Environment Commissioner Janez Potočnik and Industry Commissioner Antonio Tajani announced today (25 March) that they have found a common approach to identifying and managing Substances of Very High Concern (SVHCs).
SVHCs include chemicals that cause cancer, birth defects and other serious health problems. They also tend to persist in the environment and accumulate in the body.
The agreement was announced during a visit by the two commissioners to the European Chemicals Agency (ECHA) in Helsinki.
The commissioners' "common interpretation of the REACH text" breaks the deadlock on substituting hazardous substances and represents a step change compared to the situation that prevailed under the previous Commission.
The agreement clarifies the authorisation procedure for hazardous substances on socio-economic grounds. Under the REACH regulation, even if a substance presents a risk to human health or the environment, authorisation may be granted if the socio-economic benefits are proven to outweigh risks arising from its use and if there are no suitable alternatives.
Under the Commission's new procedure, "all available information is to be considered and will be used in a so-called 'weight of evidence approach'".
In addition, companies which have been unable to identify alternative solutions for a dangerous substance will have to show they have carried out in-depth investigations and must indicate a timeline within which alternative substances could become available.
"Therefore substitution fully remains an objective in the authorisation process, even if it cannot be effected immediately," the Commission stressed.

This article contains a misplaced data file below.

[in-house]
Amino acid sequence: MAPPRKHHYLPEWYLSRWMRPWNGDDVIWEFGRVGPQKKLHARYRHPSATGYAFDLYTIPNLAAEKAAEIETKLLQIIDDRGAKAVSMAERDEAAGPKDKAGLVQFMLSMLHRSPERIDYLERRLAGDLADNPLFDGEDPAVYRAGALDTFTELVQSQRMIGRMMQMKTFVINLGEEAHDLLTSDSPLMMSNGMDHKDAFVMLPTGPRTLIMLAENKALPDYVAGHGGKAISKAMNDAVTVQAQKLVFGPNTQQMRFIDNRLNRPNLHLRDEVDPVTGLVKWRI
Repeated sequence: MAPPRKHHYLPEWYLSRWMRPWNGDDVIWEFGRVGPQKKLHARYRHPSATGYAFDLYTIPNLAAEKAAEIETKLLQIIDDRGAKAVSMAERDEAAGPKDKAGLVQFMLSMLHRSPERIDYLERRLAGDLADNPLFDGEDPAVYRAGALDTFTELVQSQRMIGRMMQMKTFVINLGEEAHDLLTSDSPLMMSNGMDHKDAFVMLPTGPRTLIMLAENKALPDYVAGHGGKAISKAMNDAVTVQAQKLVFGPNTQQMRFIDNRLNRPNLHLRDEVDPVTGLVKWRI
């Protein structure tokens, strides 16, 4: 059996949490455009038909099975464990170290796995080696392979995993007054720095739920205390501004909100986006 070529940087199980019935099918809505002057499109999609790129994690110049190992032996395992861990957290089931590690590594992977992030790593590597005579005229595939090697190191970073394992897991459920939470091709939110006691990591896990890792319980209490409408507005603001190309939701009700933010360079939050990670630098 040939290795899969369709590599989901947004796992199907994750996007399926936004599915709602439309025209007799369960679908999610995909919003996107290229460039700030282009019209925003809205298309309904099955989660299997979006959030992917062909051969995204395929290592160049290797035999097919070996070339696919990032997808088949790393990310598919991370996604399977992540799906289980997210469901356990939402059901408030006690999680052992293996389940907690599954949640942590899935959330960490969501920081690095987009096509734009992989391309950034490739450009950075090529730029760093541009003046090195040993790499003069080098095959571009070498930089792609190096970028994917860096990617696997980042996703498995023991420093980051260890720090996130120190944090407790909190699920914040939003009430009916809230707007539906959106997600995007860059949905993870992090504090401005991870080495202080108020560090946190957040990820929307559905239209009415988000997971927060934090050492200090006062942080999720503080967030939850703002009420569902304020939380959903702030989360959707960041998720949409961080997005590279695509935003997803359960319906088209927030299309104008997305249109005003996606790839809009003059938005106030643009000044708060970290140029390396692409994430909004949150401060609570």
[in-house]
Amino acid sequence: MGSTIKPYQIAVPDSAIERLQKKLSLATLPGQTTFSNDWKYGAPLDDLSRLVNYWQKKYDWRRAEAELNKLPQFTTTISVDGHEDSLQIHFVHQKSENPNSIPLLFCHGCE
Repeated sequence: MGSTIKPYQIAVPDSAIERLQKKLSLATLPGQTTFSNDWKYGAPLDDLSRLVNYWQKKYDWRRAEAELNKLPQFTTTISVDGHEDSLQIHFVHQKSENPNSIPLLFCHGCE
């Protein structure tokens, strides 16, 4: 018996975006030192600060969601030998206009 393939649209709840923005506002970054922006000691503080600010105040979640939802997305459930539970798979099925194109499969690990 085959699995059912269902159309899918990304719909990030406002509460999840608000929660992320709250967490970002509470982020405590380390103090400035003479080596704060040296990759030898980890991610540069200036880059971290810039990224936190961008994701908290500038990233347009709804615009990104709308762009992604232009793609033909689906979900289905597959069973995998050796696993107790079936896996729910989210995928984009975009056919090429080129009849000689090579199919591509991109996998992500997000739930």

According to the EU executive, implementation of the amended criteria will be subject to transitional arrangements. It will become mandatory for registrants two years after the entry into force of the agreed criteria, which will be stated in the revised Annex XIII of REACH.
Now that this deadlock has been broken, the Commission says it will shortly give "the long-awaited draft guidance on authorisation" to the ECHA to allow it to make progress on registering chemicals and managing Substances of Very High Concern.
ECHA asked to enlarge the list of hazardous substances
The Commission also asked the European Chemicals Agency to add 106 more substances to the current candidate list of SVHCs, which may need to go through special authorisation procedures before being used.
A roadmap agreed by the EU executive and the ECHA is expected to bring the number of chemicals on the list of SVHCs to 135 by 2012.
New registration tool
Coinciding with the visit, the European Chemicals Agency, which is responsible for managing the implementation of REACH, announced the launch of a new version of its online registration system REACH-IT.
ECHA said the system is accompanied by a new tool allowing companies to verify the technical completeness of a dossier before submitting it.
Meanwhile, instruction manuals for using the new tools are currently only available in English. Work to translate them into the other 21 official EU languages is under way.